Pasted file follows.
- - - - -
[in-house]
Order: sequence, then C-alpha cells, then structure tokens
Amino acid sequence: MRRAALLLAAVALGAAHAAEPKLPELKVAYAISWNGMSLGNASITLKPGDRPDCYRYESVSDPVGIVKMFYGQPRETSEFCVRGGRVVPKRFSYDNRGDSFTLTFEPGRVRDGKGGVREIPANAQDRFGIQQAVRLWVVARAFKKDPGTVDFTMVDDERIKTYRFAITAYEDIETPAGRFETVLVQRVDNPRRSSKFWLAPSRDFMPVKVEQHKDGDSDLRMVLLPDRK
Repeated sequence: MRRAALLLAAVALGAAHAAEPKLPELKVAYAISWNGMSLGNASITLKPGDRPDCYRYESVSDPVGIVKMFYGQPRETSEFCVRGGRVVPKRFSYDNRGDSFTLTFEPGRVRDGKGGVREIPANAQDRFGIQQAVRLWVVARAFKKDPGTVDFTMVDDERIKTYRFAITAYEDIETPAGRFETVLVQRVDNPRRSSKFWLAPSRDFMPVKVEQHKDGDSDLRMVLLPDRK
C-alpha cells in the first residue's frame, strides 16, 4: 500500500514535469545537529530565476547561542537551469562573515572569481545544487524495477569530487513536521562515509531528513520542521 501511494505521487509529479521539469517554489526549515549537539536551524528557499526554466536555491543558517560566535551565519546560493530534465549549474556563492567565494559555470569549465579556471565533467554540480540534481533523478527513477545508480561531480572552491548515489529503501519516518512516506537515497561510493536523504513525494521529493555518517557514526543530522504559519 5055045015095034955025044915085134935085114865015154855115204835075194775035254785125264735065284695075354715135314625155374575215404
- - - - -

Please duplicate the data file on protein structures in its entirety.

[in-house]
Order: sequence, then C-alpha cells, then structure tokens
Amino acid sequence: MRRAALLLAAVALGAAHAAEPKLPELKVAYAISWNGMSLGNASITLKPGDRPDCYRYESVSDPVGIVKMFYGQPRETSEFCVRGGRVVPKRFSYDNRGDSFTLTFEPGRVRDGKGGVREIPANAQDRFGIQQAVRLWVVARAFKKDPGTVDFTMVDDERIKTYRFAITAYEDIETPAGRFETVLVQRVDNPRRSSKFWLAPSRDFMPVKVEQHKDGDSDLRMVLLPDRK
Repeated sequence: MRRAALLLAAVALGAAHAAEPKLPELKVAYAISWNGMSLGNASITLKPGDRPDCYRYESVSDPVGIVKMFYGQPRETSEFCVRGGRVVPKRFSYDNRGDSFTLTFEPGRVRDGKGGVREIPANAQDRFGIQQAVRLWVVARAFKKDPGTVDFTMVDDERIKTYRFAITAYEDIETPAGRFETVLVQRVDNPRRSSKFWLAPSRDFMPVKVEQHKDGDSDLRMVLLPDRK
C-alpha cells in the first residue's frame, strides 16, 4: 500500500514535469545537529530565476547561542537551469562573515572569481545544487524495477569530487513536521562515509531528513520542521 501511494505521487509529479521539469517554489526549515549537539536551524528557499526554466536555491543558517560566535551565519546560493530534465549549474556563492567565494559555470569549465579556471565533467554540480540534481533523478527513477545508480561531480572552491548515489529503501519516518512516506537515497561510493536523504513525494521529493555518517557514526543530522504559519 5055045015095034955025044915085134935085114865015154855115204835075194775035254785125264735065284695075354715135314625155374575215404